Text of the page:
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SEC drags Silicon Valley AI upstart to court over claims of made-up revenues, investors swindled out of $11m

No, surely not, no way, we're utterly shocked

America's financial watchdog has taken a Silicon Valley AI startup and its CEO to court for allegedly swindling $11m from investors by forging fake bank statements to lie about its revenues.

YouPlus, based in Mountain View, California, bragged it had developed machine-learning software that could analyze videos to automatically glean data for marketing and retail companies. Founded in 2013 by CEO Shaukat Shamim, the upstart reportedly raised a total of $17.5m in seed funding over six years, yet banked less than $500,000 in revenue from four customers.

The lawsuit [PDF] filed by the US Securities and Exchange Commission (SEC) this week alleging most of that funding, some $11m, was granted in 2018 and 2019 based on the startup's false claims about its annual revenue. Investors duped by the fake earnings dumped millions into YouPlus, the watchdog charged.

Shamim allegedly boasted that YouPlus had more than 150 customers, including notable names from the Fortune 500 list. He gave different numbers and projected different financial forecasts to different VCs, though, the SEC noted.

For example, in June 2018, Shamim told investors he expected $8m in revenues for that year, and had already booked $1.5m so far in 2018, it is claimed. He reckoned his business was going to grow by five times, bringing in around $40m for 2019, the watchdog alleged.

In another pitch to a different group of investors, however, Shamim revised those numbers slightly, we're told: he said the startup expected $7.8m in revenues for 2018, and had already scored at least $1.1m that year.

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He continued to spin his web of lies in 2019 to woo more VC firms, the regulator claimed. In an effort to slurp more funding, Shamim handed prospective investors counterfeit bank statements that showed YouPlus had made $4.6m from its paying customers in 2018, it is alleged. He also concocted two financial models; one said YouPlus had made $3.55m from January to April 2019, and another reported $3.97m for the same time period, we're told.

That number was then bumped up to $4.62m, for January to May 2019, to show existing investors and shareholders that the company really was on track to pull in $17.8m that year, the SEC said. At one point, Shamim claimed YouPlus was doing so well, he was lucky he could “pick the investors” he wanted, according to the SEC's court filings.

He also told some investors the company was making more money than its predicted, and that it may not need more funding after all. When he said a famous Silicon Valley VC had committed to invest $3m to $4m in the biz, one investor took the bait and wired YouPlus $550,000 a month later, we're told.

By this time in mid-2019, however, the company was somehow desperately running low on cash and had, in fact, not secured any series A funding at all, the watchdog said.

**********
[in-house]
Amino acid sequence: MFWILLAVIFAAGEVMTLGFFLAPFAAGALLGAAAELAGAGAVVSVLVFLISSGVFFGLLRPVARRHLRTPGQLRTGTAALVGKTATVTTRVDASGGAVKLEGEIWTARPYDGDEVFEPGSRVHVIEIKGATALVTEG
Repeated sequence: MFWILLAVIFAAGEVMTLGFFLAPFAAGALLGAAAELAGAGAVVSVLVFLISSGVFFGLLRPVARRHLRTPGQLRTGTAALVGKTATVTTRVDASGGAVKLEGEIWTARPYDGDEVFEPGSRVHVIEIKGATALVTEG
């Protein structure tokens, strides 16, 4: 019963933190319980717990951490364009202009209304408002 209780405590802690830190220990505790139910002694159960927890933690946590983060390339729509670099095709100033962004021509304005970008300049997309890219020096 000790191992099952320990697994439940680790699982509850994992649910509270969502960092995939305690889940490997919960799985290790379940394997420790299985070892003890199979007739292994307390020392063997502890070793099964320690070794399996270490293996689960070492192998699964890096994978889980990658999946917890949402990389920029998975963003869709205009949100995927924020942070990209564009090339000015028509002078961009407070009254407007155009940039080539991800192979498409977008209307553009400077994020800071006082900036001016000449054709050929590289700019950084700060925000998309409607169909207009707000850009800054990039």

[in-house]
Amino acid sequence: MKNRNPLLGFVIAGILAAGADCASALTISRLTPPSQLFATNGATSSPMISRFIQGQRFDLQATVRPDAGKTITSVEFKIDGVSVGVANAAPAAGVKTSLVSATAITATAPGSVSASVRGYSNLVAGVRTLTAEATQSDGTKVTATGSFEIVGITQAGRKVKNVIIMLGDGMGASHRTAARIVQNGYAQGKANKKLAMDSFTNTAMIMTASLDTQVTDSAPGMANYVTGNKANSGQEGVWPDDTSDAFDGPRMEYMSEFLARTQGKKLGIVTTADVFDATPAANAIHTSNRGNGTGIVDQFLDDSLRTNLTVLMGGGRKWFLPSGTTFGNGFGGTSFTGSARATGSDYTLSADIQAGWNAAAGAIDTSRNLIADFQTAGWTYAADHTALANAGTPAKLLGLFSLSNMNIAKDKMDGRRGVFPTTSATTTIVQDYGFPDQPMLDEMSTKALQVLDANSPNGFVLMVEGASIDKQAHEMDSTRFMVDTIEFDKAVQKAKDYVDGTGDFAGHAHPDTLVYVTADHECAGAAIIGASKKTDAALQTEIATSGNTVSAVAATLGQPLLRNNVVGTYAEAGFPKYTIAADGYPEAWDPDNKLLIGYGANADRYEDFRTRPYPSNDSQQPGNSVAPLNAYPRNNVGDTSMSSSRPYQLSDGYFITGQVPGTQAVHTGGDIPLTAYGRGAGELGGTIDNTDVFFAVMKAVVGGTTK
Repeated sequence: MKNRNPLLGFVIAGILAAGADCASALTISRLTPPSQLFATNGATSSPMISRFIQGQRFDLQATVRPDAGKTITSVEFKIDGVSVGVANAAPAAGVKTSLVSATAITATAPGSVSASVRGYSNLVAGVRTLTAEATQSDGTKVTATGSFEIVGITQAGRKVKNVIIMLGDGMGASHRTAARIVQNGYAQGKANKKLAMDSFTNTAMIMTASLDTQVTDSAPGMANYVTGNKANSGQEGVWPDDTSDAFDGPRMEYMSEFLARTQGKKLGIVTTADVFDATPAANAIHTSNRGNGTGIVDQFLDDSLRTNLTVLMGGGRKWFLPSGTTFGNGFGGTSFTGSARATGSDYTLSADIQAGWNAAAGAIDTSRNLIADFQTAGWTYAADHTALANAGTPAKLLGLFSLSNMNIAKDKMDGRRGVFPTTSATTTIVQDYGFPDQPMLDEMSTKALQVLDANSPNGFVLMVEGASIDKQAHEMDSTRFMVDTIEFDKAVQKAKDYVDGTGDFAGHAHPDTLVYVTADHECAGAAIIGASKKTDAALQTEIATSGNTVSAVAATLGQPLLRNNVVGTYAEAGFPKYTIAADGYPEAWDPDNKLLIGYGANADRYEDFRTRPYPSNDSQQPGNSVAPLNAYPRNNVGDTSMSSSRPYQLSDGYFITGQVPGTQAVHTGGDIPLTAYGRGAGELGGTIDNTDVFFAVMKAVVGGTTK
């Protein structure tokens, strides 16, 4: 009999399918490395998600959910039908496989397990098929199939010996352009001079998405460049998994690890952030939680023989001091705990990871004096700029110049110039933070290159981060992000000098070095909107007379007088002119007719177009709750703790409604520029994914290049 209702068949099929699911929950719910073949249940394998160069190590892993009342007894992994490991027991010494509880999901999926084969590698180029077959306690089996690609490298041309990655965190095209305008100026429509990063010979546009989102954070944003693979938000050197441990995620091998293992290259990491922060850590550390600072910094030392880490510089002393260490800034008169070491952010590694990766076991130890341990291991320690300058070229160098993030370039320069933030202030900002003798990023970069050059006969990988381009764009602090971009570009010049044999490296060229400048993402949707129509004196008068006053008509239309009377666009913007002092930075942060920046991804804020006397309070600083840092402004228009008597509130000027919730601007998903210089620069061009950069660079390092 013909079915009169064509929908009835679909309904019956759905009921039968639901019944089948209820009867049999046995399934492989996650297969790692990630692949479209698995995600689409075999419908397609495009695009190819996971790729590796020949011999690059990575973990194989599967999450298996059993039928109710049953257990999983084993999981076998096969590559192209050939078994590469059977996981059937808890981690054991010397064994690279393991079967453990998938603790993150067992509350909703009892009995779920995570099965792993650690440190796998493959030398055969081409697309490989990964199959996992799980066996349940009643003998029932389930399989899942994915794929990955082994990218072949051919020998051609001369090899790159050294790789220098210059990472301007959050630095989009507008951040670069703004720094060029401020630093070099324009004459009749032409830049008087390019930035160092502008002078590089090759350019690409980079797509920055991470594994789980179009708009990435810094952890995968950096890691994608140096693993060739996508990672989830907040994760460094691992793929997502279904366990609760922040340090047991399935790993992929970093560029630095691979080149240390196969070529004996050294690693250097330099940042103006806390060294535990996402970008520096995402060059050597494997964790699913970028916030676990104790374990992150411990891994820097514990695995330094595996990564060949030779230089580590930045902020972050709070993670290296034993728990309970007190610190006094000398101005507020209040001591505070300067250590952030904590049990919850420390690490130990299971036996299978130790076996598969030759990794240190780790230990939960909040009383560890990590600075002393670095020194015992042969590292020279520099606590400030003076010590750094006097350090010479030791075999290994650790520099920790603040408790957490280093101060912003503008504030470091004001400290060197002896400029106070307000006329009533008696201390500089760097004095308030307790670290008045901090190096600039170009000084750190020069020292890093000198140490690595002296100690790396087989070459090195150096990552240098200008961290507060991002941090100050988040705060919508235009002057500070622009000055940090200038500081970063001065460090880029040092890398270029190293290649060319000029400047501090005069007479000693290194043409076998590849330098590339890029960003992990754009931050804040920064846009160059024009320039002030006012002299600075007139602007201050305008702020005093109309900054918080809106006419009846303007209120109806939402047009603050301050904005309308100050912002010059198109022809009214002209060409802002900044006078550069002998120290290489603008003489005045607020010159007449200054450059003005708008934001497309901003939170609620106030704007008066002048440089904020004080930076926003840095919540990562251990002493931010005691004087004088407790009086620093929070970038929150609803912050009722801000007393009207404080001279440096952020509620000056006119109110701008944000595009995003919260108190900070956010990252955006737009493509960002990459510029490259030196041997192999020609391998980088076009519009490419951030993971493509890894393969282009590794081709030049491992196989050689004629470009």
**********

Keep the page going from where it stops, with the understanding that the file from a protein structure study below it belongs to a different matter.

In September 2019, Shamim contacted previous investors and asked for more money to meet its payroll expenses, according to the SEC. One venture fund, which had already funneled in $600,000, was concerned, though pledged another $250,000 and asked the biz to divulge further financial information.

The same venture fund slipped another $300,000 by October 2019, and continued to ask for more details to prove YouPlus really was making what it said it was. Shamim eventually gave them fake bank statements that showed its customers depositing money into the company’s bank account, it is claimed.

The investors decided enough was enough, and confronted him in a meeting, where Shamim finally admitted that he had exaggerated YouPlus’ achievements, according to the regulator: he said he had “got ahead of [himself].”

At the end of the month, we're told, he was sent a long email summarizing the meeting that said he had, indeed, “admitted to misrepresenting both YouPlus’s actual revenue earned to date, and its projected revenue for the 2019 fiscal year, in order to secure the [investor’s] investment in YouPlus.” The email also said he “provided the [investor] with forged bank and payroll statements in an effort to conceal YouPlus’s true financial condition.”

Shamim later dropped a bombshell, and admitted YouPlus had only made $499,972 from customers in India and the US, and that he personally pocketed $1.3m from the company, according to the SEC.

Now, the SEC has stepped in and sued Shamim and YouPlus in a federal district court in San Jose, citing the Securities and Exchange Acts, and claiming the biz defrauded its investors by $11m. It seeks fines and court orders forcing the operation to pay back the money. The regulator also requested that Shamim be banned from leading any company that is registered with the SEC in the future.

The Register has asked Shamim for comment. ®

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